Lessons have been learned. It is time to resolve the dispute and move on
With the expected visit this week of South Africa’s President, Mr. Jacob Zuma, there is hope that the lingering dispute between the Nigerian authorities and the MTN Group will be resolved. Minister of Communications Technology, Alhaji Adebayo Shittu hinted as much last week when he placed the ball squarely in the court of President Muhammadu Buhari. “It is within his power and jurisdiction to do that if he feels it will be in the best interest of Nigeria,” said Shittu. “We hope the meeting between the two presidents (Buhari and Zuma) will help in resolving the issue.”
We hope the ongoing negotiations will be quickly concluded so that both the federal government and MTN Nigeria Communications Ltd can put the unfortunate incident behind them and move on with the belief that sufficient lessons have been learned, especially by all the stakeholders in the sector.
MTN was fined N1.04 trillion last October for failing to deactivate some 5.2 million unregistered subscribers on its network. Following initial discussions between their officials and representatives of the Nigerian government, the fine was slashed to N780 billion and the company was given till December 31, 2015 to pay up. But before the expiration of the deadline, MTN took the federal government to court. Penultimate week, it elected to withdraw the case from the court and paid N50 billion to Nigerian Communications Commission (NCC) in a gesture of good faith and signifying its willingness to reach a settlement with the industry’s regulator on the fine.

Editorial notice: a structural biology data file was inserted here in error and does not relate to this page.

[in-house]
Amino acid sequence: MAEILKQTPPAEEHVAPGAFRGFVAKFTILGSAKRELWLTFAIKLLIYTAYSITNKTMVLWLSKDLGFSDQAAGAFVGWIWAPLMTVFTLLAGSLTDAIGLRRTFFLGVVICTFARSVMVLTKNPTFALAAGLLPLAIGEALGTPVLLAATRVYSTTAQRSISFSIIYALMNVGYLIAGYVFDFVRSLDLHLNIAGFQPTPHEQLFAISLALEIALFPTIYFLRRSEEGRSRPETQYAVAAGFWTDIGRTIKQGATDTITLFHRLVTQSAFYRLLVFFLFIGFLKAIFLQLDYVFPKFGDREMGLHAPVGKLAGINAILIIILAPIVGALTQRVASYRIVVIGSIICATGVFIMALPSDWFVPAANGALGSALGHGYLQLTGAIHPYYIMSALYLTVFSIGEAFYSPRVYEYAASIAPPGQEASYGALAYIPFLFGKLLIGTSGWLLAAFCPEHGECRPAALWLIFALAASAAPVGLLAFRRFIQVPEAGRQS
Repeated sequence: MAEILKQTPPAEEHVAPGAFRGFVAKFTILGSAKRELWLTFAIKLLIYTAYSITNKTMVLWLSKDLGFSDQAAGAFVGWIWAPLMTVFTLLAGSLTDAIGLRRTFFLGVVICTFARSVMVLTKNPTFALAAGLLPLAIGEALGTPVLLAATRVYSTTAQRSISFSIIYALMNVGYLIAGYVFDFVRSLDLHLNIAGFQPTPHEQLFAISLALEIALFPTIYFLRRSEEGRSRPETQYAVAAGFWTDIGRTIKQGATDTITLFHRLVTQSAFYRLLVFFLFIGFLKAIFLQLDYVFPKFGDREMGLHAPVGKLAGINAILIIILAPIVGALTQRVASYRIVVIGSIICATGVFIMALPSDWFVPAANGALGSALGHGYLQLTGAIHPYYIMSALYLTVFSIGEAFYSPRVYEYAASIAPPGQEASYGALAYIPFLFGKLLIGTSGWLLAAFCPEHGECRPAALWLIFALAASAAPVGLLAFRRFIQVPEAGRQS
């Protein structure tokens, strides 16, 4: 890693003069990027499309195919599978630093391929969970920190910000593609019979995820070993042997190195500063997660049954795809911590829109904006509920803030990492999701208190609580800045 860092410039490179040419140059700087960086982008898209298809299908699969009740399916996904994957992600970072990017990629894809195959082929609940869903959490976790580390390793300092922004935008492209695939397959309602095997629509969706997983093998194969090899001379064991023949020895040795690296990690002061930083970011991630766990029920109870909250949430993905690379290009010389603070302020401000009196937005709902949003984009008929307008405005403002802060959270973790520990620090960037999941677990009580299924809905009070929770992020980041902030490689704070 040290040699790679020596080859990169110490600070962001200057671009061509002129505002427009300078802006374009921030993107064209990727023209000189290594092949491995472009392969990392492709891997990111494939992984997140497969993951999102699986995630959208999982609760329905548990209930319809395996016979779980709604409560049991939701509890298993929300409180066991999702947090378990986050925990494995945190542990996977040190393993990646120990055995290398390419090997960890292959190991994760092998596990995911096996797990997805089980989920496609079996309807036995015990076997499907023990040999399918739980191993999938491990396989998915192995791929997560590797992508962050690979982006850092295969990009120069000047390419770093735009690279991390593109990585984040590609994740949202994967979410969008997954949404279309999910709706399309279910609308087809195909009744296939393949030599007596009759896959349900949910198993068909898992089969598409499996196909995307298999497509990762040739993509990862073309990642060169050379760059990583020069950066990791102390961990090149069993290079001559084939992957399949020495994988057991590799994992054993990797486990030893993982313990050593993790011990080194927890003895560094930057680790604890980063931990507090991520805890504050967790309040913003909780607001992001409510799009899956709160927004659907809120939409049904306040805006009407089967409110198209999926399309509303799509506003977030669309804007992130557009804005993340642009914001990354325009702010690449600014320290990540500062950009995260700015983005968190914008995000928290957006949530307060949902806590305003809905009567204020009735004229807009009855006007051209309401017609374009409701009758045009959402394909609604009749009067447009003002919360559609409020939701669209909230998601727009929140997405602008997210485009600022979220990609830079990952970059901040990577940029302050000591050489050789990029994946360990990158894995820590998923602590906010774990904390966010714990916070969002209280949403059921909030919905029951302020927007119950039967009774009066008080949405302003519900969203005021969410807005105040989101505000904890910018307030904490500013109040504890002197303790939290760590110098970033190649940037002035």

With the withdrawal of the court case by MTN and commencement of negotiations, we believe that we are on the route to an amicable resolution of this crisis. The government and the regulatory authority have made their point, while MTN has demonstrated corporate penitence and a desire to obey our laws. The rest should be a sensible negotiation that should lead to a further downward review of the hefty fine. While we should never fail to sanction foreign companies if they break our laws, we believe that as things stand, the authorities should apply the right mix of regulatory firmness with business-friendly common sense.
There are several examples all over the world that will serve the Nigerian authorities as they negotiate with MTN. The recent case of Google and the British government where a similar resolution was struck on matter of back taxes was revealing. At the end, Google was asked to pay a modest £15 million in back taxes and to sin no more. The prime consideration was the number of UK jobs that would have been on the line if Google decided to close shop or migrate its operations to Ireland which has a more friendly corporate tax regime. There was also consideration of the global strategic nature of Google’s business and its investment in physical infrastructure in the UK, etc.
We believe that the Nigerian authorities should pick lessons from such instances and avoid unnecessary drama and muscle flexing in matters that only a sense of proportion can best resolve. This fine was neither meant to raise money for our country nor was it an attempt to cripple MTN’s operations. It was an enforcement of our law that was cynically breached by a foreign company operating in Nigeria. But it is time to have a closure on an issue that has dragged on for months. We should be mindful of one fact whatever we do here and on this issue, prospective investors across the world are watching and listening.